Modern Media: The Podcast

By John Bayko

Once upon a time, in the golden age of radio, audio programming was the most popular form of information and entertainment. Far more than just news, the radio airwaves were home to soap operas, plays, westerns, science fiction drama, situation comedies, and talent shows. However, with the advent of television in the 1950s, radio lost its dominance as a medium, and slowly transformed into the predominantly music, talk-shows, and news formats that have been popular for the past 30 years.

For decades radio broadcasting was largely controlled by major media outlets because of the high start-up costs of equipment and infrastructure, and the publishing considerations of musicians and record companies, among other factors. While amateur radio enthusiasts have always been able to send their unique form of programming out to limited audiences, those wanting to reach large numbers of people and attract advertisers were limited by several substantial barriers to entry.

Enter digital media. Presently, in the Internet age, the ability to create, edit, and broadcast audio content has never been easier and more affordable. Those with something to say, can record it, edit it, and broadcast it from the comfort of their own home, using their phone and a wireless internet connection. If only Reginald Fessenden (a Canadian who, despite Marconi’s claims, was the true inventor of radio) could see how his medium has evolved.

Why a Podcast?

Podcasts are downloadable radio programs that can be on any topic. They are inexpensive and easy to produce, and via iTunes, Soundcloud, or other distributors, are easy to share. They can be played on a phone or a computer, and enjoyed at the airport, in the car, or at the office.

For this reason, Podcasts can be a very effective communication tool for CAODC members. Imagine bringing your policies and procedures to life with not only an email or a PDF, but a spoken word explanation of why they are important to your company. Safety information could be conveyed via spoken word, with the emotion or context that a written JHA cannot provide. Operational updates or messages from management can be posted to iTunes for your employees to download and listen to when they have a chance. What else is there? The only limit is how creative you and your company can be.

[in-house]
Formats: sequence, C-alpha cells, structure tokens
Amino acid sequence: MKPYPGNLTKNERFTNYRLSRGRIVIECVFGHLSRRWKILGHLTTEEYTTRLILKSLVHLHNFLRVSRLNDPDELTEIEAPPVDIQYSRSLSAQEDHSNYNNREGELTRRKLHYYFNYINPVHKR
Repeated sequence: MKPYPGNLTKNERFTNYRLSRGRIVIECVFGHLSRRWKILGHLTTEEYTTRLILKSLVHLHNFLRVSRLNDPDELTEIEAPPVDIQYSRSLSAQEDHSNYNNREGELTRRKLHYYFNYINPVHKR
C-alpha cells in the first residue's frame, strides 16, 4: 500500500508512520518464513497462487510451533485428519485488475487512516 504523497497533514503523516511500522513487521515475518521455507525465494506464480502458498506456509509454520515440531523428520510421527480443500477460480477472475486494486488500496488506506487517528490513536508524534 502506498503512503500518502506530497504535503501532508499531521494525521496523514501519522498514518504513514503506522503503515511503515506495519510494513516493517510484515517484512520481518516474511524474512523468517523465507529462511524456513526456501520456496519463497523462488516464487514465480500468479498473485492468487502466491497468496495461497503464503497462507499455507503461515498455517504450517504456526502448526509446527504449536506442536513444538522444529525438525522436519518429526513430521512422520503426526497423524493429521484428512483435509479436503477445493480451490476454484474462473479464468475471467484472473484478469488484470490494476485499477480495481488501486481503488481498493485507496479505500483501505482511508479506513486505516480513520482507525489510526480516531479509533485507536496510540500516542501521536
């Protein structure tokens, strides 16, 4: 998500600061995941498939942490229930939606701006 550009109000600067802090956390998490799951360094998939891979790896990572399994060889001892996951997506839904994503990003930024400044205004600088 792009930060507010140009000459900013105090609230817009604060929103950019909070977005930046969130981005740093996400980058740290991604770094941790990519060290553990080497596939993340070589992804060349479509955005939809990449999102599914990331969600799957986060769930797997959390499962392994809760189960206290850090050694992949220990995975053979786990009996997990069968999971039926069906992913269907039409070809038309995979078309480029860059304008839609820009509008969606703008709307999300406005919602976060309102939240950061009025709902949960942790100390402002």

Get started

Creating podcasts is easy. At its most basic, all you need is a recording app on your phone and a Soundcloud or iTunes account. If you want to bring a professional edge to your work, try picking up a microphone and using a platform like Garage Band or Adobe Audition to record. Microphones can range in price from $50 upwards; Garage Band is typically standard software on Apple computers, and a trial version of Audition is free for 30 days, after which a monthly subscription is approximately $25–$35. Not sure how to use those software applications? Search for any number of free tutorials on YouTube.

Once you get started, you’ll likely find you already have an understanding of how to structure your content because you’ve listened to so many radio programs or podcasts already. Bring in some music bumpers using royalty free music clips from sites like Bensound or PremiumBeat. You’ll be amazed at the content you can create and share to help you communicate important messages throughout your company.

If you’d like more information on the subject, or are looking for additional tips on how to get started, feel free to contact us at [email protected]